Step into 2024

Step into 2024

14th December 2023

2023 has undoubtedly been a busy year in the employment law space. But, as we bid adieu to this year, it is time to look to what 2024 will bring. In this Christmas pun-filled article (apologies in advance), we explore some of the key anticipated legislation to be implemented next year, grouped into four key categories below. 

Spoiler alert – if the government plans continue as expected, then get ready to unwrap a gift of employment law changes in the coming year as the legal landscape gears up for a merry makeover! 

Feliz NaviDAD – family leave 

There are a couple of new Acts which will, once recent draft regulations laid before Parliament under those Acts are approved, create new employee rights from 6 April 2024:

  • The Carer’s Leave Act 2023 and draft regulations, will introduce a new statutory entitlement to carer’s leave of one week's unpaid leave in each 12-month rolling period to provide or arrange care for a dependant with a long-term care need.
  • The Protection from Redundancy (Pregnancy and Family Leave) Act 2023, and draft regulations, will extend the existing right - to be offered a suitable alternative vacancy (if available) before being made redundant during maternity, adoption or shared parental leave - to “during or after” such periods of leave and to “during or after” a protected period of pregnancy. 

We will be writing about these rights in more detail in our January newsletter – so keep a look out for that New Year’s present!

  • In addition, the Neonatal Care (Leave and Pay) Act 2023 will introduce a new type of statutory leave (and, subject to qualifying criteria, pay) for employees who have a parental or other personal relationship with a child who is receiving or has received neonatal care (i.e. medical or palliative care after birth). However, much of the detail of this right is still to be set out and recent commentary suggests that several sets of regulations will be required after which an implementation date will be set, but this is not anticipated before April 2025.

No immediate action needs to be taken in relation to these upcoming new rights, however employers should start to familiarise themselves with the changes prior to their implementation. Updates to handbooks, new policies and procedures, and training on the new rights among HR personnel will need to be considered for when these changes come into force.

I’ll be WFH for the holidays – working time and flexible working 

Significant new rules relating to holiday entitlement and working time records are coming into effect on 1 January 2024 under The Employment Rights (Amendment, Revocation and Transitional Provision) Regulations 2023. Notably, there is an entirely new holiday regime for irregular hours workers and part-year workers which will apply to holiday leave years beginning on or after 1 April 2024. Employers should review their contracts, policies and pay practices to ensure compliance with these new rules (for more information, see our articles here and here).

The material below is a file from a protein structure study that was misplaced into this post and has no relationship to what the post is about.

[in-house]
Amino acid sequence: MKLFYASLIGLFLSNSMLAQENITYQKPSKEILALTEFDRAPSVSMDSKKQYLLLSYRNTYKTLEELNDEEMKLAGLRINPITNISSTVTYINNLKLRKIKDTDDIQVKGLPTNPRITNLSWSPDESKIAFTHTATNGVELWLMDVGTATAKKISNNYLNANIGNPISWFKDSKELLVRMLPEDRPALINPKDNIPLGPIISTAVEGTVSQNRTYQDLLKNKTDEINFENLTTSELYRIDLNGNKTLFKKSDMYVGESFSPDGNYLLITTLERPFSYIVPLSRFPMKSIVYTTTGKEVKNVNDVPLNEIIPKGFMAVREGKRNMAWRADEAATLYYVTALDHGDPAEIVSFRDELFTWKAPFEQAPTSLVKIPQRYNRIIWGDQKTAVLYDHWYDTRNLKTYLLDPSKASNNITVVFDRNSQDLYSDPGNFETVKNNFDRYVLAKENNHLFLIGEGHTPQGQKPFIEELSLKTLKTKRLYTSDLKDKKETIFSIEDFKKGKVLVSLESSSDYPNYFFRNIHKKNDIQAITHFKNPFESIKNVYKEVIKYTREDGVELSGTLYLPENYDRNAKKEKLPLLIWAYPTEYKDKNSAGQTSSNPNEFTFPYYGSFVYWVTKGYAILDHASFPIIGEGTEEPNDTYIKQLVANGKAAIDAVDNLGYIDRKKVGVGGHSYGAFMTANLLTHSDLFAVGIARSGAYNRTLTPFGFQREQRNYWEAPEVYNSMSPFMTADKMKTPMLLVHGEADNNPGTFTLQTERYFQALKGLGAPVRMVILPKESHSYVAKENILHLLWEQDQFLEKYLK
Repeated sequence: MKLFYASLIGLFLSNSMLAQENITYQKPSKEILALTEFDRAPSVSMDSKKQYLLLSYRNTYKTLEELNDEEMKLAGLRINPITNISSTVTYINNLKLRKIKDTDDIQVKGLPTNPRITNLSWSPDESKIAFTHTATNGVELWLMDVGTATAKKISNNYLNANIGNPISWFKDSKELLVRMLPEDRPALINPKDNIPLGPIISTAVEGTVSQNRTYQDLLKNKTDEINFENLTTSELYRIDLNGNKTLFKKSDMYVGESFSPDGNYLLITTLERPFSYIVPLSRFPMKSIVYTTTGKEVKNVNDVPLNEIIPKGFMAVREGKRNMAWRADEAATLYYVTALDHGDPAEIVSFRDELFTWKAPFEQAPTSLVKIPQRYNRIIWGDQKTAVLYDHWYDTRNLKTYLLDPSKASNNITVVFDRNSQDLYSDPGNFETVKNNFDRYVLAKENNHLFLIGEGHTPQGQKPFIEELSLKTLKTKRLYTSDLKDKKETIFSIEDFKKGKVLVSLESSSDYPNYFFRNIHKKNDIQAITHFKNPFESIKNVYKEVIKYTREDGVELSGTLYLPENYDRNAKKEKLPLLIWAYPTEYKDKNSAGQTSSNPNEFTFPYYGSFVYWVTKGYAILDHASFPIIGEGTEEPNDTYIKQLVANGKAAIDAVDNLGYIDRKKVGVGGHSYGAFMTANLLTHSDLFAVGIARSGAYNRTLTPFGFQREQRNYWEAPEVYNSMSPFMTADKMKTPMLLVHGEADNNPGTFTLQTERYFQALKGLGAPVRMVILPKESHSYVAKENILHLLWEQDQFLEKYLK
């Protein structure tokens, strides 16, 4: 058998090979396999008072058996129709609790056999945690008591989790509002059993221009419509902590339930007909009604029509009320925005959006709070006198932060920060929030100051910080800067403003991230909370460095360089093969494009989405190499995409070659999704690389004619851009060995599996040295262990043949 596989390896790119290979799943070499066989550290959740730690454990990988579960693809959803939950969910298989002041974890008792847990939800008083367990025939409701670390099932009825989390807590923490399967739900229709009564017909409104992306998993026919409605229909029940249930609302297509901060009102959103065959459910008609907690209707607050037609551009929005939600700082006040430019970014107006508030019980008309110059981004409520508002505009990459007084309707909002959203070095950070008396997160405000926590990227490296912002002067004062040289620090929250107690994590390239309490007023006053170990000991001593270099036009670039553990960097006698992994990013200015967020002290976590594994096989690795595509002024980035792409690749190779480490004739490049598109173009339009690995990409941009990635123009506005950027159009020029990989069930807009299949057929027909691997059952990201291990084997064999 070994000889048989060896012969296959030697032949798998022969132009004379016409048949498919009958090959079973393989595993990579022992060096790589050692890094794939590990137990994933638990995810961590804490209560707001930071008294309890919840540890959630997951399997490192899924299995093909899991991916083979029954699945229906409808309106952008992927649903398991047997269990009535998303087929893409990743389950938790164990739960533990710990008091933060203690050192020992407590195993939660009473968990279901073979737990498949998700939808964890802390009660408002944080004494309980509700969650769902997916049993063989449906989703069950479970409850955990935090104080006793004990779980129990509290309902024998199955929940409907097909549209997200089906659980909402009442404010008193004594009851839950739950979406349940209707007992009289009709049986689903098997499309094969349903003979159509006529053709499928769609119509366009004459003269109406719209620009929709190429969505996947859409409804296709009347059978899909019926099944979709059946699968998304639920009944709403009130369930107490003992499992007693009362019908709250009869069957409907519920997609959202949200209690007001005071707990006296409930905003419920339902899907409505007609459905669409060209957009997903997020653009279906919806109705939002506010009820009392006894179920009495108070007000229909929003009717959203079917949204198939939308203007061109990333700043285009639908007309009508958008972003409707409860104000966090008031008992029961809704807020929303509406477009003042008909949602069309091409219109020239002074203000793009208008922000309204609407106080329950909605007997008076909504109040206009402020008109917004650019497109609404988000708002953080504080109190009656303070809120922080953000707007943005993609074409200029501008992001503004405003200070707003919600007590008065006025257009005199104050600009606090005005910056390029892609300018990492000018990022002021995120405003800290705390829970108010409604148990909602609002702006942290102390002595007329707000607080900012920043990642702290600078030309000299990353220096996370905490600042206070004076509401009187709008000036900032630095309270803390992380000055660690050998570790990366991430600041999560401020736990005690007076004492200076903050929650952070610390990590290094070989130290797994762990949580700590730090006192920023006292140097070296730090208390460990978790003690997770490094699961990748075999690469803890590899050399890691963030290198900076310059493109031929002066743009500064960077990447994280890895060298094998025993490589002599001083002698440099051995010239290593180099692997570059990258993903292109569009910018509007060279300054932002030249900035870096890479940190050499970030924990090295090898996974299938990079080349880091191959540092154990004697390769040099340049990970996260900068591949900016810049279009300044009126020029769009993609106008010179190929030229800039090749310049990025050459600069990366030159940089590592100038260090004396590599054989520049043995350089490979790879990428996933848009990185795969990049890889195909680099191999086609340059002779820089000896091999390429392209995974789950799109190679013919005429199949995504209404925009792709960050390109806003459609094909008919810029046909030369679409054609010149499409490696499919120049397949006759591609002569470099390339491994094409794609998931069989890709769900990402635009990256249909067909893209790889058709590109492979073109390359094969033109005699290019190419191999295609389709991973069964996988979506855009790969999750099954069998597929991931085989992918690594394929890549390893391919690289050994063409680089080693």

Changes to the flexible working request regime and a new regime for requesting a predictable working pattern are anticipated as follows:

  • The Employment Relations (Flexible Working) Act 2023 proposes to make procedural changes to how employees and employers make / review flexible working requests.  Recent draft regulations laid before Parliament will also make the right to make a flexible working request a “day one” right from 6 April 2024. At the time of writing, further commencement regulations for the procedural changes to flexible working requests are still required – but watch this space for updates! 
  • The Workers (Predictable Terms and Conditions) Act 2023 will create a new statutory right for workers and agency workers who have a lack of predictability in relation to any part of their working pattern to request a more predictable work pattern, subject to meeting qualifying criteria. Further regulations are required to specify details and to bring the rights into force, it is anticipated that this will be in early Autumn 2024.

ACAS has also already published draft codes of practice (available here and here) on these new and amended rights. However, once in force employers will need to amend or create new policies and ensure HR staff and managers are trained on these new rights and processes. 

Deck the Halls with Pay and Pensions – pay and pension 

  • Under the Employment (Allocation of Tips) Act 2023, new rules will place obligations on employers in respect of qualifying tips, gratuities and service changes. Including that the total amount of all qualifying tips, gratuities, and service charges paid at or attributable to a place of business is to be allocated fairly by the employer between workers (and eligible agency workers). New procedures and policies should be put in place where applicable when the legislation is implemented - expected in May 2024 (see our earlier article here).